Correlation of minimum coronary lumen diameter with left ventricular functional impairment induced by atrial pacing.
Published Web Locationhttps://doi.org/10.1016/0002-9149(88)91051-x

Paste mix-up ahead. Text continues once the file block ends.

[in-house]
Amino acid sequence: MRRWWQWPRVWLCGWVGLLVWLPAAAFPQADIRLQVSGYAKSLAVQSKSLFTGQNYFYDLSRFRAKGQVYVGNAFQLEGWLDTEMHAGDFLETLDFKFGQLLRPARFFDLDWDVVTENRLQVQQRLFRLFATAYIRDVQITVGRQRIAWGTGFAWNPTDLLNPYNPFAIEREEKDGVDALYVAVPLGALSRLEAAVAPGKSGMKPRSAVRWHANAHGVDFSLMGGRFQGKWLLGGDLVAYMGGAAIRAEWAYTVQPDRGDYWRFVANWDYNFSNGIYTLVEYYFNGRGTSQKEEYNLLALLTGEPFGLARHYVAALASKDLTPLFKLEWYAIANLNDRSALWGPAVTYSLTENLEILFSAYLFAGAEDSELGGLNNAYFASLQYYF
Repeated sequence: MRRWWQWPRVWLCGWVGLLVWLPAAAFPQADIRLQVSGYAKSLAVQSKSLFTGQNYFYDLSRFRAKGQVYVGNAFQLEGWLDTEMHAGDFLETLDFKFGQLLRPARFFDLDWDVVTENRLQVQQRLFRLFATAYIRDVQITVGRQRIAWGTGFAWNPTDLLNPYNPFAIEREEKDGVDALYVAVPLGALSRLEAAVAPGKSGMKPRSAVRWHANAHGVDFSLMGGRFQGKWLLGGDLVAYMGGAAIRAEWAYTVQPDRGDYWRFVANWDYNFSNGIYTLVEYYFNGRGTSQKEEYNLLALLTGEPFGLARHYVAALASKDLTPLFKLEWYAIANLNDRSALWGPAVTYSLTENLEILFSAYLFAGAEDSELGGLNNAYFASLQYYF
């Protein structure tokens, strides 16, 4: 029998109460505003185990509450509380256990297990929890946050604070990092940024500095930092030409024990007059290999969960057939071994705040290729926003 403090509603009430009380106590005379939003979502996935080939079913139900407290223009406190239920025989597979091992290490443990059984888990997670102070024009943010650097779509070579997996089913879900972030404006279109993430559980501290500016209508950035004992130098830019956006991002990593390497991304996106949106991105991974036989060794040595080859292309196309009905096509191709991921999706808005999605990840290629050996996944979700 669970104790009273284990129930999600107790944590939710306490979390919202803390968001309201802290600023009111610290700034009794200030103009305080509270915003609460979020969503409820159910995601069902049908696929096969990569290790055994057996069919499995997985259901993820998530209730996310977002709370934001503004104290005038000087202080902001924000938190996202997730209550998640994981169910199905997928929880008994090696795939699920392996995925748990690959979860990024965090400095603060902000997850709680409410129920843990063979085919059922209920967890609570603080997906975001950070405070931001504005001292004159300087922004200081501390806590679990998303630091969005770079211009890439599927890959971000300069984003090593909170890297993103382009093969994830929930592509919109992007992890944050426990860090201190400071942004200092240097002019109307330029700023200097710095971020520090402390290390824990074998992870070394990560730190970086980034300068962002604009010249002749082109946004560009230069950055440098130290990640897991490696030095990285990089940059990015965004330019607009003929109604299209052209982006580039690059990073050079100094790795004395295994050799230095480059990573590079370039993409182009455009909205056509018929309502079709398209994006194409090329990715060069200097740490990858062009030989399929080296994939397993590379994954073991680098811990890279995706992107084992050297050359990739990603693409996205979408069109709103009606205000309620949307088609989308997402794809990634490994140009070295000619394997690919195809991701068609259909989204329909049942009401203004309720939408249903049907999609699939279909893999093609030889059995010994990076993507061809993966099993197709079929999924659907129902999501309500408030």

To understand whether quantitative measurement of minimal coronary luminal diameter is a better method than percent diameter narrowing for assessing the functional impairment of myocardial contractility produced by coronary artery stenoses, measurements were made from 37 stenotic segments in 27 patients with coronary artery disease and from corresponding segments in 10 subjects without coronary artery narrowing. An assessment of the reliability of the 2 types of measurements was made by correlating them with the physiologic parameters of both segmental wall motion and global ejection fraction response induced by atrial pacing. Digitally acquired coronary angiograms were used to facilitate quantitative analysis. Measurements by edge detection and videodensitometry correlated closely (r = 0.94). Percent diameter narrowing correlated moderately with the change in ejection fraction (r = -0.41) or with the change in segmental wall motion (r = -0.44). The measurement of minimal lumen diameter correlated with the change in global ejection fraction (r = 0.61) and did so even better with the change in segmental wall motion (r = 0.78, p less than 0.05). A minimal lumen diameter of less than or equal to 1.5 mm identified patients likely to have a functional impairment during atrial pacing as assessed by either global ejection fraction or segmental wall motion defects. We conclude that minimal coronary luminal diameter provides a better method than percent diameter narrowing calculations to measure the anatomic severity of coronary artery narrowing.